Mailbag: More police belong on Glenoaks

It's safe to say most Glendale and Burbank residents probably don't feel safe driving on the Glendale Speedway, aka Glenoaks Boulevard. It has come to the attention of many motorists that Glenoaks Boulevard has become a very common place for speeders, fast cars and young cruisers.

Glendale and Burbank police have done their part in cracking down, but many residents would agree that not enough has been done. Although the speed limit is 40 mph on the boulevard, it has become more of a speed guideline as it is the average speed, which is more like 50 mph. To prevent any more accidents, such as the involving the young 17-year-old boy who crashed speeding and overtaking vehicles a couple of years ago on Glenoaks at Highland Avenue, police must do more.

I have found myself using Glenoaks when the Ventura (134) Freeway has been jammed. Even in the thickest of traffic, I have witnessed on several occasions young drivers weaving in and out of traffic recklessly, even using the shoulder at times. Without a doubt, I am sure that there will be more casualties on this street as long as police presence remains weak on Glenoaks.

I've seen maybe one or two drivers get caught. In order to help contain this situation, residents must do their part in reporting reckless drivers. Glendale and Burbank police must also increase police presence on major streets where speeding, cruising and even street racing are present, but go on without police intervention.

Marc Anunta


GCC students have no reason to gripe

Regarding the June 29 article "GCC students struggle to find classes," students are not forced to struggle to find classes, they choose to.

It's true that fewer classes are being offered at Glendale Community College, and therefore fewer students get the opportunity of enrolling. But if a student truly goes after their education, they'll earn it. I know this because I've experienced it.

Here are some tips for students to enroll in the classes they want: Stay on schedule, and always take your actions as early as possible, as in take advantage of your priority by registering your classes during the first second of your appointment. Students can also raise their priority by raising their grade-point average, joining the scholars program and being an athlete.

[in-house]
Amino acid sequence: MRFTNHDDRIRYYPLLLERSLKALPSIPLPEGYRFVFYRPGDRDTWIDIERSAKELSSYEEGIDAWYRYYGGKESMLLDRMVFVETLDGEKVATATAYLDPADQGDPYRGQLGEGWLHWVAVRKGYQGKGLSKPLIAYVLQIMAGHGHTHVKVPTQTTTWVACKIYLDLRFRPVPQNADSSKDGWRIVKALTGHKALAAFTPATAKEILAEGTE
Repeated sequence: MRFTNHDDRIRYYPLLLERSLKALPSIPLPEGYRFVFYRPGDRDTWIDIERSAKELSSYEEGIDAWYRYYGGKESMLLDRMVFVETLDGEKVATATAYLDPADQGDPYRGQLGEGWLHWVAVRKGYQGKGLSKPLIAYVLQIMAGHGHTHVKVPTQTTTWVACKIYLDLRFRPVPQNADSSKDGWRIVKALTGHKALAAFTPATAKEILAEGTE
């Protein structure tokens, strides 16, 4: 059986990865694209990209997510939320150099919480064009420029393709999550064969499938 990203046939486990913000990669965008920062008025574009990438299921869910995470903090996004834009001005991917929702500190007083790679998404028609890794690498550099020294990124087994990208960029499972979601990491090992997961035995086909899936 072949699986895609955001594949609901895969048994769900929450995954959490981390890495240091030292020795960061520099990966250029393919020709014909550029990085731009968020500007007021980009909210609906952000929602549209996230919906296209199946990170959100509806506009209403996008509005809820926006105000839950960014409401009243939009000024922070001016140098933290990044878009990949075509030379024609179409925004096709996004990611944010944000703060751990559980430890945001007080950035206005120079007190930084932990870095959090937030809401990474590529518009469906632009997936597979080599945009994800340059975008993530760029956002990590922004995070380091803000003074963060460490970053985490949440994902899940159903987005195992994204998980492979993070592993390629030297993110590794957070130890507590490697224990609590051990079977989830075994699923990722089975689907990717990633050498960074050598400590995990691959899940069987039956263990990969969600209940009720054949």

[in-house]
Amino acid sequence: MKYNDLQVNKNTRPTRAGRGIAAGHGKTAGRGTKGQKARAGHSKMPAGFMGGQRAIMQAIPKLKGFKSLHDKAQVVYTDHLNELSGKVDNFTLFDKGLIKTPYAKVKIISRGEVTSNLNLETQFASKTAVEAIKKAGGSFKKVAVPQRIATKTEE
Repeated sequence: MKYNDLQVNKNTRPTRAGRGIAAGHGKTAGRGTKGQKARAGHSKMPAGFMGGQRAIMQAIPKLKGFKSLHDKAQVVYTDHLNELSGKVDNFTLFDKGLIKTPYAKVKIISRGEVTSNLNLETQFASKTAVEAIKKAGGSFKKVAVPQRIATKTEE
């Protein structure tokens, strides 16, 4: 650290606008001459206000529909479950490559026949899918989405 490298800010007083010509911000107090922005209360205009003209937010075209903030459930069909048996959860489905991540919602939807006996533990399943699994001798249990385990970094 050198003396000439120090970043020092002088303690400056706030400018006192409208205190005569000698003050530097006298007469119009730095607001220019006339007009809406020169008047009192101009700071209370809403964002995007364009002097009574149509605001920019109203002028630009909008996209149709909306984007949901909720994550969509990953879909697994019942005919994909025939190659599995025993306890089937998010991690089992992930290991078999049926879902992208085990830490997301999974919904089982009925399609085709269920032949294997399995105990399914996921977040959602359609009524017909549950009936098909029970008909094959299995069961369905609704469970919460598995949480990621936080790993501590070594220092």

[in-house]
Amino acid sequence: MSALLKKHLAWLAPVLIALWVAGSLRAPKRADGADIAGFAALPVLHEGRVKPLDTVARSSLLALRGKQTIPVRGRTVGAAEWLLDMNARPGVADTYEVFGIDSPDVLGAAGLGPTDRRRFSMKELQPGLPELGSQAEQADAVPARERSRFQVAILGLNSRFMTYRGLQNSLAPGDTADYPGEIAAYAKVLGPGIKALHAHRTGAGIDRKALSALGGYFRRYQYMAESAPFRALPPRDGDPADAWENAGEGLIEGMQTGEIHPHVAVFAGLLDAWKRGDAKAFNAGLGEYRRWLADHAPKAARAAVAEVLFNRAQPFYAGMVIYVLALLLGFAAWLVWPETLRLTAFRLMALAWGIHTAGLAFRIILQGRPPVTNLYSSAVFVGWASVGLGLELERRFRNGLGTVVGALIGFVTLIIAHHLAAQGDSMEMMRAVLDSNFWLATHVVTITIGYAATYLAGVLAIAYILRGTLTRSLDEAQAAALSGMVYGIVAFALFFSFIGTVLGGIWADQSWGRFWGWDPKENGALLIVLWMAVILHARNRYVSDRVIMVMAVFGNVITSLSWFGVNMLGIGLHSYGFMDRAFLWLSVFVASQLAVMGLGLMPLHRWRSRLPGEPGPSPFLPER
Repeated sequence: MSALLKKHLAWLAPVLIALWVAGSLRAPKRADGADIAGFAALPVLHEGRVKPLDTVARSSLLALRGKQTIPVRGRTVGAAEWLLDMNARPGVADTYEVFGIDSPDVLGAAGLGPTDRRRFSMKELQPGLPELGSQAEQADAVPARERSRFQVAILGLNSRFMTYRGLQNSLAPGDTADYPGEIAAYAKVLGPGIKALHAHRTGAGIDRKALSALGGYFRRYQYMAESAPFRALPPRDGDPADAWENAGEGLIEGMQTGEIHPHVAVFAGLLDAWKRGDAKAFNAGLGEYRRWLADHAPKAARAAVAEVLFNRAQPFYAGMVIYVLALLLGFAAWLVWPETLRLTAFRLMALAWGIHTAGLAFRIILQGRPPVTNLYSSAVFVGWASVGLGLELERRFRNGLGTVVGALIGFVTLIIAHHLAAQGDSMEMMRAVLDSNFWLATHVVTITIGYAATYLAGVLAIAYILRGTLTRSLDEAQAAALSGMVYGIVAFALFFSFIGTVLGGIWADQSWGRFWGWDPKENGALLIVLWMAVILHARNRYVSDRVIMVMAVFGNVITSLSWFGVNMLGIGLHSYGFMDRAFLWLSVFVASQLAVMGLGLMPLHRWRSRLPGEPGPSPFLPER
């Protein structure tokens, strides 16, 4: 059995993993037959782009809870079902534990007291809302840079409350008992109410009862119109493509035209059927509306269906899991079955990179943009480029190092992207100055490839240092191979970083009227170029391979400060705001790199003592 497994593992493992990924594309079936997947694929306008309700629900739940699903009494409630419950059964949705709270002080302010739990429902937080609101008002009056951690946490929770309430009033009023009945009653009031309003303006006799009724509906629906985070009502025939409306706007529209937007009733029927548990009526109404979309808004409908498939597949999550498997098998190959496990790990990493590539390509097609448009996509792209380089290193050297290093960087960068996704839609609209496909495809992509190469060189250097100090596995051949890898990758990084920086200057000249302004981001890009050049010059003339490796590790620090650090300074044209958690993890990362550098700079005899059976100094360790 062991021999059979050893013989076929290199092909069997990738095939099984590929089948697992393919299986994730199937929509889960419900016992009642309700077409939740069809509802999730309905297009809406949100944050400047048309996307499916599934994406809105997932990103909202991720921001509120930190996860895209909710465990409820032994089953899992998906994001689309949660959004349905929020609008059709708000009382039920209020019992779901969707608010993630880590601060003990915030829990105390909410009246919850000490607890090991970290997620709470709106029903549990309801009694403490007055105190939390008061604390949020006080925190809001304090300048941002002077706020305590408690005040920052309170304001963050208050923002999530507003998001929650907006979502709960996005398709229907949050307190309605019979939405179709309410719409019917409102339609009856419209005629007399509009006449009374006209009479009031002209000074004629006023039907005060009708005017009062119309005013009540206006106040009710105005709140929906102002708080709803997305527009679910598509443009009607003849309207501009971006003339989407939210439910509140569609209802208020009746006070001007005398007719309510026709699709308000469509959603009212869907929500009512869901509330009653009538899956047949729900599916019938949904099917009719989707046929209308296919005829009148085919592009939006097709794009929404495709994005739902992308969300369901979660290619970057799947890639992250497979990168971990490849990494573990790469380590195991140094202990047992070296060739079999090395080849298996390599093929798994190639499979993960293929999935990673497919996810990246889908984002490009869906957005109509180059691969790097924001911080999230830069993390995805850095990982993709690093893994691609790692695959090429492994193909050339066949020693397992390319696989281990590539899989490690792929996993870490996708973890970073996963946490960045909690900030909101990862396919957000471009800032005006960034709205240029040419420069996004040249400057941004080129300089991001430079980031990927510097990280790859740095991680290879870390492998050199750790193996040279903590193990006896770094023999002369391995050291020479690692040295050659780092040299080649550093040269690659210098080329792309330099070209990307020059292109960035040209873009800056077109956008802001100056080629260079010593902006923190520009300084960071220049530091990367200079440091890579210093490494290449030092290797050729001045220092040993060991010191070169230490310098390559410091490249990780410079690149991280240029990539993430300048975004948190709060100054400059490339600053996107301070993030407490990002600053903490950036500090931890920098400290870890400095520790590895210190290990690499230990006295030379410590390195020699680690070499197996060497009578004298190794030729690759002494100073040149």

I'm a recent early grad from Hoover High School, and I've had a great experience enrolling at Glendale Community College. I've started college as a high school "jump start" student in fall 2009 and aced all of my classes ever since, giving me higher priorities. Now that I've become a full-time student at GCC as a 15-year-old, I've got higher priorities than most other students who have been here for years. My priority has been improving every semester, and now I've earned the highest priority, first appointment, to enroll for fall 2010.

This leads some students to ask, "Why is a 15-year-old sitting in my place while I 'struggle' to find classes?" The answer to that is simply, "It's too late to struggle now; you should've been working hard to enroll in the class before the semester started."

Karen Isakhanian


Flagging confidence in Glendale residents

July 4 was a picture-perfect day in Glendale to celebrate America's independence! Every year, a generous and patriotic local resident gifts each front lawn in her surrounding area with an 11-by-18 American flag in honor of our country's special day. It is truly an awesome sight to view our neighborhoods reflecting the pride we share in our flag!

This year, to our dismay, these flags on multiple adjacent streets were removed by a group of children ranging from a 4-year-old girl to teenage males. The flags were buried in a hole with only the flagstick in evidence. The glee and delight of these unsupervised children was caught on video. A police report of the theft was filed immediately.

Such a sad ending to an otherwise perfect day! What has happened in and to Glendale?

Maureen Neary


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